This certainly is a story of love, death and the law as it stands in New Zealand in our right to choose when we die and to surround our death with dignity. At this point in time, it isn’t for us to choose, that is out of our hands.
Lecretia and Matt Vickers were trailblazers: raised in down-to-earth homes where education was valued, they took their opportunities and made the best of them. After meeting and marrying, the world really did appear to be their oyster but life can have twists and turns, some kind and generous, others not so much. Matt and Lecretia wanted children and when it didn’t happen naturally, they turned to IVF, to no avail. A series of nasty headaches sent Lecretia on the path to what turned out to be the diagnosis of Brain Cancer, and the terminality of this cancer opened a door that many wished would stay shut.
Lecretia had seen death, it wasn’t pretty, and more than anything Lecretia wanted to die with dignity, she wanted to make her own choices, without depending on others. Her choices would allow her to say goodbye to her loved ones as she wished, Lecretia didn’t want to suffer unnecessarily. Dependence on others for pain control and the basics of life was, to Matt and Lecretia, a ghastly way to end ones life; and so they began to fight, not just for themselves but for others who might find themselves in the same position. It was a hard battle, one taken to the High Court, to seek a pathway for herself and others to die with dignity. The Ethics of Assisted Dying are complicated and rigorous in their application. It doesn’t matter if you are a doctor, a mother, father or husband – if you help someone to die in New Zealand, you can be prosecuted.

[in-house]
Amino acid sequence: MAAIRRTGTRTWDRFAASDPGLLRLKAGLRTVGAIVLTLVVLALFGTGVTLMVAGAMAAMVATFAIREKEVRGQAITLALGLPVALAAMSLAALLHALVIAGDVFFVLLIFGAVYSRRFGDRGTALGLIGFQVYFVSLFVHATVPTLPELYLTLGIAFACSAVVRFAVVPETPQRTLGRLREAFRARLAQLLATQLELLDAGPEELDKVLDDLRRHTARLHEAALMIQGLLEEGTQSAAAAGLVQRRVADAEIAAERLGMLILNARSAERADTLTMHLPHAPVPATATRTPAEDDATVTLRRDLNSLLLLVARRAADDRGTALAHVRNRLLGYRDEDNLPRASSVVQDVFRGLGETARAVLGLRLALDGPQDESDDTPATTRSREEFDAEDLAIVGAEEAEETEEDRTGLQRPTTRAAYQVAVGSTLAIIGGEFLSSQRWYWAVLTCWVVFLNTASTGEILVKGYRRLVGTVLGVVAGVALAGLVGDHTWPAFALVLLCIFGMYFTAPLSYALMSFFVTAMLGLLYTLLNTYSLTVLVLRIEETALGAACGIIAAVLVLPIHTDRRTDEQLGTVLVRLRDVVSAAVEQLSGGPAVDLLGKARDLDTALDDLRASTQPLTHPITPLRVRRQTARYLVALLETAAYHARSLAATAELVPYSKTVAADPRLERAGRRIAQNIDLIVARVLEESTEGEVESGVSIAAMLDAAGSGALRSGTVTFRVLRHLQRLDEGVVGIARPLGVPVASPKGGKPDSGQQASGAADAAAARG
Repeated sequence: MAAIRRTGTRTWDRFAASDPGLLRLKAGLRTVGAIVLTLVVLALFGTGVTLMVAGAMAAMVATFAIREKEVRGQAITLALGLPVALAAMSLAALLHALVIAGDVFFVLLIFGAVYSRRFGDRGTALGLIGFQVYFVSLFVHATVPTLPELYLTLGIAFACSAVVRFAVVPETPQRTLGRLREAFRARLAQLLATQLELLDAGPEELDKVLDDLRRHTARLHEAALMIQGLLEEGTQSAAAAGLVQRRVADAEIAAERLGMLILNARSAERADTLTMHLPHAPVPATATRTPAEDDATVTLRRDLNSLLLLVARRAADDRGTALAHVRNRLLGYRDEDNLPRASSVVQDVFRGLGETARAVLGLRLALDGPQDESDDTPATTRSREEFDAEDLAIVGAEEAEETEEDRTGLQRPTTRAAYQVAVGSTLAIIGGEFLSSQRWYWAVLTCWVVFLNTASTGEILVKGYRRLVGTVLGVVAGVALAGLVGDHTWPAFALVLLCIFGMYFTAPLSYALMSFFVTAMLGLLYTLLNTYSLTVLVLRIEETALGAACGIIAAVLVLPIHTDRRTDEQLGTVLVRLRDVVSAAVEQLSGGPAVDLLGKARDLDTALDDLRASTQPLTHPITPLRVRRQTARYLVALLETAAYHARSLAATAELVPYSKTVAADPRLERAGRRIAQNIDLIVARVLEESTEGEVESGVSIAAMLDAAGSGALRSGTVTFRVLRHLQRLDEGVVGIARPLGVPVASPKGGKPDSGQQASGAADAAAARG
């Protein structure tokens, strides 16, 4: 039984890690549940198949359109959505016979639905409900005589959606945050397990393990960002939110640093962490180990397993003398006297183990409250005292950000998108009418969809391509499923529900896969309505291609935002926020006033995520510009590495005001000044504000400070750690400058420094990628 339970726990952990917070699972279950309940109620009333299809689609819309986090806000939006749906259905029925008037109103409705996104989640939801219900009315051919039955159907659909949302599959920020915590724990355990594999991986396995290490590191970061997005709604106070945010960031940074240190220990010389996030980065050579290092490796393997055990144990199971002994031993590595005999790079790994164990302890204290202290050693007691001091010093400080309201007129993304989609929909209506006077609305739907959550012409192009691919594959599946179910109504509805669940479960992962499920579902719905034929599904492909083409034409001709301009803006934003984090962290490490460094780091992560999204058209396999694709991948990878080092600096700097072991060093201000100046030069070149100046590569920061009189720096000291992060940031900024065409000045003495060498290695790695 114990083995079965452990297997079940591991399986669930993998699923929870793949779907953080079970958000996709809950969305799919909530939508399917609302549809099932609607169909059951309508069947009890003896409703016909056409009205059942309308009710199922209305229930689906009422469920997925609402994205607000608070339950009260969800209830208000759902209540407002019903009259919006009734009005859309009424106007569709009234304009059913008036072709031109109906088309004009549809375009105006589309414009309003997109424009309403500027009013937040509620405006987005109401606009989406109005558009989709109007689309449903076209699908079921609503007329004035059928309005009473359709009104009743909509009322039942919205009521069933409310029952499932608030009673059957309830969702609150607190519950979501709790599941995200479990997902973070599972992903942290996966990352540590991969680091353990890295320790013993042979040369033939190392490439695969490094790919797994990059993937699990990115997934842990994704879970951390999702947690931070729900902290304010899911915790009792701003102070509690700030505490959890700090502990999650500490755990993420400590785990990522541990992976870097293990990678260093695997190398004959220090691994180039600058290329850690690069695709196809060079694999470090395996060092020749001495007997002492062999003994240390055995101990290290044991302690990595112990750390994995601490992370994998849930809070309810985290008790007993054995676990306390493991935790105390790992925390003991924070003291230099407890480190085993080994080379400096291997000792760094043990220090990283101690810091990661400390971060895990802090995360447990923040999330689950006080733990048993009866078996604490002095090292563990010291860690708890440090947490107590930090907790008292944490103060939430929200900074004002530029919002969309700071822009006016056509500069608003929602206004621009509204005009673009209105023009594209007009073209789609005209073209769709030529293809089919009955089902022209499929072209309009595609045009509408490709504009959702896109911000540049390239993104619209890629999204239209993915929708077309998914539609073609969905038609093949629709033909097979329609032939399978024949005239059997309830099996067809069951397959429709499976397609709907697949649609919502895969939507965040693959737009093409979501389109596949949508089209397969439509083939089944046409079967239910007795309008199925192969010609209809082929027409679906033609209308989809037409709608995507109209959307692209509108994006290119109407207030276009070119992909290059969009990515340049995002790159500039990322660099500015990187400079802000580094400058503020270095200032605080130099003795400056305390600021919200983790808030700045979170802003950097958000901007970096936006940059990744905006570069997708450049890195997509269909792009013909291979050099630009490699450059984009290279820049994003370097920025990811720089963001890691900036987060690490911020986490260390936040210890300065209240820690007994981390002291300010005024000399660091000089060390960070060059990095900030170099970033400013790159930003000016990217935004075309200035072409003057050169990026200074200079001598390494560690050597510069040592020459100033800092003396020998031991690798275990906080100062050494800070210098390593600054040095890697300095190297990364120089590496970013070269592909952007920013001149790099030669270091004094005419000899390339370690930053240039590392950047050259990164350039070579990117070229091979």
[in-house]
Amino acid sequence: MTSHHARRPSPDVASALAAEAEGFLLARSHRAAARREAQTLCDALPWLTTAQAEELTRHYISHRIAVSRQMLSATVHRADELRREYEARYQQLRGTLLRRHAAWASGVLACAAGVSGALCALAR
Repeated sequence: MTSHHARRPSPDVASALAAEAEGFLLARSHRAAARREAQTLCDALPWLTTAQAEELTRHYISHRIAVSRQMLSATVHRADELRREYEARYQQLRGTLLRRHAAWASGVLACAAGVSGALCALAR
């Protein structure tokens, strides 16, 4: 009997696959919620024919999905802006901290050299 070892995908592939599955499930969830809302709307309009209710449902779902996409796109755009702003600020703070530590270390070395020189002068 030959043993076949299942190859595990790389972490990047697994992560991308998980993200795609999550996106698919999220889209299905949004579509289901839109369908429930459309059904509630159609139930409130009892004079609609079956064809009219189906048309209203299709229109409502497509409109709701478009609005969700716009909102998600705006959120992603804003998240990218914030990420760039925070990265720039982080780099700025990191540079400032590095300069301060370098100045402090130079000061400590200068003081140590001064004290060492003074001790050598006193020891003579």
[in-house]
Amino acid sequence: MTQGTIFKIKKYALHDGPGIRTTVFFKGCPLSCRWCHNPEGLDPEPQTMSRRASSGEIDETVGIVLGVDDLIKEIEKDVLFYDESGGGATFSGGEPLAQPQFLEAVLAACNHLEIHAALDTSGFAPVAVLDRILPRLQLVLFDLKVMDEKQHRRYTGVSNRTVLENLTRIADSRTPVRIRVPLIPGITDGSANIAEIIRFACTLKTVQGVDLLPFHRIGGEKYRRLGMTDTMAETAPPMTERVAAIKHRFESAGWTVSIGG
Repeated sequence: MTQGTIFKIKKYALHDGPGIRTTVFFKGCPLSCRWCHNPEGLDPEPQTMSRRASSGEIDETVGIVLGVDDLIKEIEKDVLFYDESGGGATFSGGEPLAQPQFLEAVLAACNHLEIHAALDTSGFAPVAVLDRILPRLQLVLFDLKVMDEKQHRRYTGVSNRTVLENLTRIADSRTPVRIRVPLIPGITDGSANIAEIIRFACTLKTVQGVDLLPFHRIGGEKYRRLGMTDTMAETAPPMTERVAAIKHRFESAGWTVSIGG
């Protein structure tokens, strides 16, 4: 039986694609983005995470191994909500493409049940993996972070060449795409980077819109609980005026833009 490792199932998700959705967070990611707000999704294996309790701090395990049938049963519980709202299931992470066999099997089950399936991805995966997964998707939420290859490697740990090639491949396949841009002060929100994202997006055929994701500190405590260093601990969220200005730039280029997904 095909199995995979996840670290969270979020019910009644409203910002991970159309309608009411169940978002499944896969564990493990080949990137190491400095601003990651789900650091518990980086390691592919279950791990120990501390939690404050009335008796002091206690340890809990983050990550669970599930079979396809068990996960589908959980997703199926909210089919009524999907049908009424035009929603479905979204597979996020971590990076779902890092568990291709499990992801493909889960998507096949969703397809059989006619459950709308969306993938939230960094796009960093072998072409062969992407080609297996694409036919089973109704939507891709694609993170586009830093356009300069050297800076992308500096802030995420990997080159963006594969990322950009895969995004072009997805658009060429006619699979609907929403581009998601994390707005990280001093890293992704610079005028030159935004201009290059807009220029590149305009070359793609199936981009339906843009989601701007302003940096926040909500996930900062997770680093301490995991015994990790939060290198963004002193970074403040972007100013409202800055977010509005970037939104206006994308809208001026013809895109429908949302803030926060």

Sadly Lecretia did not win her battle, and the fight continues.
This book is a marvellous example of what love can do and a testimony to the spirit of resilience. It isn’t always an easy read but it is a great retelling of a life well-lived and of the courage that allowed Matt and Lecretia to step outside of themselves at the most difficult time in their lives, and stand tall for their beliefs.
Reviewed by Marion Dreadon
by Matt Vickers
Published by Text Publishing